Survey Fleet

For the 2000 and 2001 deepwater surveying seasons there were two primary vessels used in the Irish National Seabed Survey - the S.V. Bligh and S.V. Siren. During 2002 the Marine Institute vessel, the Celtic Voyager commenced surveying and now in 2003 the main survey vessel is the newly commissioned Celtic Explorer. Several other vessels have also been used during the course of the Survey to date - listed below are some details.

S.V. Bligh is a well established ocean-going hydrographic and geophysical survey vessel. She is operated to the highest commercial HSE standards and at present is capable of accommodating 100 people in comfort with excellent on-board survey and processing facilities. During 2001 the Bligh carried out six surveying legs. Each leg was normally of six-week duration and was mostly concentrated in the deeper waters of Zone 3 (200m-4500m water depth). The Bligh was employed to complete Zone 3 in the 2002 surveying season.
S.V. Bligh


S.V. Siren is a very manoeuvrable twin screw diesel electric motor vessel with extensive accommodation. She has a proven record in the offshore survey sector, having been engaged extensively in hydrographic/bathymetric survey work and in allied geophysical and geotechnical. The Siren demobilised on 24 September 2001 after making six four-week long cruises in 2001 concentrating on the shallower waters of Zone 3. S.V. Siren

Celtic Voyager Also in 2001 the Marine Institute started preparatory work in Galway Bay for surveying in Zone 2 in 2002. The work was carried out by its existing vessel the Celtic Voyager which then commenced Zone 2 surveying for real in August 2002. The Voyager also carried out further survey work in October 2003 in Dublin Port extending out to the Burford Bank.


The Celtic Explorer alongside in Bergin, Norway during sea trials The RV Celtic Explorer is Ireland's latest national research vessel. She's a multipurpose research ship designed for deep-sea research (in fact she's Ireland's first deep water research vessel) and can stay at sea for up to 45 days accommodating 12 crew and up to 19 scientists. The laboratories and data management system onboard means that information can be collected and processed at sea and quickly relayed back to G.S.I. for further quality control and additional processing. She commenced surveying in waters of around 200m depth off the Donegal coast in summer 2003.

She is an excellent, stable and acoustically quiet survey vessel. Working at an average speed of 8 knots, she is equipped to gather sea floor information utilising state-of-the-art hydrographic and geophysical equipment and is accurately positioned using Fugro StarFix DGPS, which in addition to providing decimetre-accurate positions, includes a sophisticated height correction; permitting the injection of the tidal component into the acoustic data sets. To accurately map the sea floor character and water depth, the vessel is equipped with a Kongsberg Simrad EM1002 multibeam echo sounder and a Kongsberg Simrad EA600 multi-frequency single beam echo sounder. Simultaneous profiles of the shallow sub sea floor geology are acquired using a pinger system. Whilst underway, continuous measurements of the Earth's gravity field are recorded on a LaCoste & Romberg SL Gravity meter, and a Geometrics G881 Magnetometer towfish is also towed aft of the vessel.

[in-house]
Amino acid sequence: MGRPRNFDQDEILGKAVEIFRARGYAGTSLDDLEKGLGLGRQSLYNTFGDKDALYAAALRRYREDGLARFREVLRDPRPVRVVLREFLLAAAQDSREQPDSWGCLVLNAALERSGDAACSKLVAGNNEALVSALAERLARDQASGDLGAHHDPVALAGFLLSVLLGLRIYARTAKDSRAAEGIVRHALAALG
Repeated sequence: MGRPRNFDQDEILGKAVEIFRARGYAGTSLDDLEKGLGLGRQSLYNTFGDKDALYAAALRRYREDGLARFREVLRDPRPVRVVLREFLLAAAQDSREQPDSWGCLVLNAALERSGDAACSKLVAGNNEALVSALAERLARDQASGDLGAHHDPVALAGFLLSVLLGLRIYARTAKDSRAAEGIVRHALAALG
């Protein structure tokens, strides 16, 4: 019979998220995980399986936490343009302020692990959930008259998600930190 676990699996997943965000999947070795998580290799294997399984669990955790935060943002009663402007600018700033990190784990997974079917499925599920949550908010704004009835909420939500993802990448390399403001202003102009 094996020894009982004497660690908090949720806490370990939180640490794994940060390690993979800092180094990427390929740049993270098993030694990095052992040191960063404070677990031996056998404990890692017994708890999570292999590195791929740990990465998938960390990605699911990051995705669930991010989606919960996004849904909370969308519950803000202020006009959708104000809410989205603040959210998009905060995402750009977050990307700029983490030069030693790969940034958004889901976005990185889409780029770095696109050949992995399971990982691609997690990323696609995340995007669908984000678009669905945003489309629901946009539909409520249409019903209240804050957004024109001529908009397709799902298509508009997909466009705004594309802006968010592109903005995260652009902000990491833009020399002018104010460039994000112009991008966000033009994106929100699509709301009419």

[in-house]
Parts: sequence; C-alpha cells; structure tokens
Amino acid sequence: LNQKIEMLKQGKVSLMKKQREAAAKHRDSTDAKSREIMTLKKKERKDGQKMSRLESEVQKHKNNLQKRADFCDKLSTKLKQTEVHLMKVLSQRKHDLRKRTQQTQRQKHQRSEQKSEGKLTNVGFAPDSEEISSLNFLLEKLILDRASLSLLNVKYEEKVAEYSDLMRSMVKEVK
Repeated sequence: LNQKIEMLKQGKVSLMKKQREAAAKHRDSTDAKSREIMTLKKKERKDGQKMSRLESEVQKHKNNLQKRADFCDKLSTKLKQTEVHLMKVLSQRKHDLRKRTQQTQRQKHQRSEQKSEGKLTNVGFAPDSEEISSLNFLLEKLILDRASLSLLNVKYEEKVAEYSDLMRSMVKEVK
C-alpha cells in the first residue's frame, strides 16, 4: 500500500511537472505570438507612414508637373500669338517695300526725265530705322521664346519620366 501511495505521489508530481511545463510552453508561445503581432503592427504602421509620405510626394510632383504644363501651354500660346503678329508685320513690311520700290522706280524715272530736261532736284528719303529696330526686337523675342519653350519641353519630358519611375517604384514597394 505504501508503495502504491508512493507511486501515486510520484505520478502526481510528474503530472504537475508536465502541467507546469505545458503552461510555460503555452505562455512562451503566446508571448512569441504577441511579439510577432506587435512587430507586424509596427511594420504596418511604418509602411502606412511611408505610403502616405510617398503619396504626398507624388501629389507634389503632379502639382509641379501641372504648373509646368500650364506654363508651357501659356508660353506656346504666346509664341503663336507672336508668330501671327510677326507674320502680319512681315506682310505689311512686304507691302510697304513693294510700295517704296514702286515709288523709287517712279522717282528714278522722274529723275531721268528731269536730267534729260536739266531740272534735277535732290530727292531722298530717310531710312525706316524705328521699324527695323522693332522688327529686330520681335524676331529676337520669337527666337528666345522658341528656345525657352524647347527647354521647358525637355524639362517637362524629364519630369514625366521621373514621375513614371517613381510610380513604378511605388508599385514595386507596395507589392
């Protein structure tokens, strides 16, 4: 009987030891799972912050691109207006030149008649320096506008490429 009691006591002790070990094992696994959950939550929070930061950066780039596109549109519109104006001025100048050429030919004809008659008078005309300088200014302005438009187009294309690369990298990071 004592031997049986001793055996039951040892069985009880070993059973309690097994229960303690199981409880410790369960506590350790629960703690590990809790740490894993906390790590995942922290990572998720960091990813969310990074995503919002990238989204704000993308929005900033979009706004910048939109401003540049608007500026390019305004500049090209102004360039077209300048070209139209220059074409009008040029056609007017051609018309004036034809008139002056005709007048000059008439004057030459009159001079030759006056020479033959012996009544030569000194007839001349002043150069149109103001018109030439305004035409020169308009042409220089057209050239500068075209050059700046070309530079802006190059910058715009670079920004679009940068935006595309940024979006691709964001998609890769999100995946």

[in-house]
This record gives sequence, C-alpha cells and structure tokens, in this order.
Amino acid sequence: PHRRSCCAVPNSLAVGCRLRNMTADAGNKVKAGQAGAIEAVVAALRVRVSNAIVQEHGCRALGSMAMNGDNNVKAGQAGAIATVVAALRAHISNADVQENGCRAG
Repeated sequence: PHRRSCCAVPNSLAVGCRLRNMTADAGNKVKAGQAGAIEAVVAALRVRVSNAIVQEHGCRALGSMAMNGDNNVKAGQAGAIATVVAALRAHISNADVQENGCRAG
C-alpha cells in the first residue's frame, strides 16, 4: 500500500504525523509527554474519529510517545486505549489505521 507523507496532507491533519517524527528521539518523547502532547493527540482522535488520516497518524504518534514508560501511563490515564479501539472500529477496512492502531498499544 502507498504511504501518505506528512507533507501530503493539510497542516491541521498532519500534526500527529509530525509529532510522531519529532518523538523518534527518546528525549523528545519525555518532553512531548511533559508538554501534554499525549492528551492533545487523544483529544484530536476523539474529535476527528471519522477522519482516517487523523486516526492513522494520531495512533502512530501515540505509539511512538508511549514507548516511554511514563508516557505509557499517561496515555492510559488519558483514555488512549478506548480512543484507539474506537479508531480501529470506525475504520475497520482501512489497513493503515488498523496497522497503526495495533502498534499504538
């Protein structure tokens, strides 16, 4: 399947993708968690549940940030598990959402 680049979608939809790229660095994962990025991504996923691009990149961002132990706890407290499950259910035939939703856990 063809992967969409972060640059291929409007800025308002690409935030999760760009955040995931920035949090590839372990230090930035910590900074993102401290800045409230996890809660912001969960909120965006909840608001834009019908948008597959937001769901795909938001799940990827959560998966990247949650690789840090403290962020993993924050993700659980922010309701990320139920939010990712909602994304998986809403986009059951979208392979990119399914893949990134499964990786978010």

In June of 2002 the Bligh completed the survey of Zone 3 with her completion of 3G. Also during the first half of 2002 the ground-truthing and deep seismic programmes were completed by the R/V Akademic Boris Petrov, the R/V Professor Logachev and the R.V. Ocean Seeker. The Logachev was again employed in ground-truthing exercises in September 2003.

Ocean Seeker


A final piece of multibeam surveying in the Zone 3 area occurred in 2003 when the British Antartic Survey's vessel the J. Clark Ross was used to infill a triangular gap within the PAD deepwater area using their EM120 multibeam. The PAD - Petroleum Affairs Division - area was surveyed in 1996 to delineate the boundaries of Ireland's offshore area.


On 1 October 2003 the Commissioners of Irish Lights Vessel, Granuaile, became the latest vessel to operate within the National Seabed Survey. At first she set off for the distant Rockall Bank to complete a section there of under 200m water depth but she was forced back towards the coast due to inclement weather conditions. An alternative survey area had been determined in advance (since the weather at this time of year is always likely to be adverse) so she came back into the Irish Sea where she surveyed between Carlingford and Drogheda.


ConCat In March 2004 yet another vessel joined the ever-increasing ranks of the Irish National Seabed Survey Fleet, the Kongsberg Simrad vessel, the ConCat. For details of her survey in Dublin Bay please click here.


On a slightly different tack (excuse the pun!) a laser airborne survey (LADS Survey) was undertaken in June 2002 by the Tenix LADS Corporation as part of the National Seabed Survey This took place off the Mayo coast at Clew Bay and its datasets have been confirmed of a very high standard through G.S.I. quality control checking procedures. In 2003 following an open competition Tenix were appointed to carry out a further study extending from Clew Bay into Newport Bay on behalf of a joint venture between GSI and Mayo County Council. The survey will assist the council in its plans to provide a framework for a hydrodynamic model for Newport Bay. For more details on this survey click here. Tenix LADS Airplane


Copyright: © GSI Seabed Mapping 2010
Original Web Design by  CSA Group 2000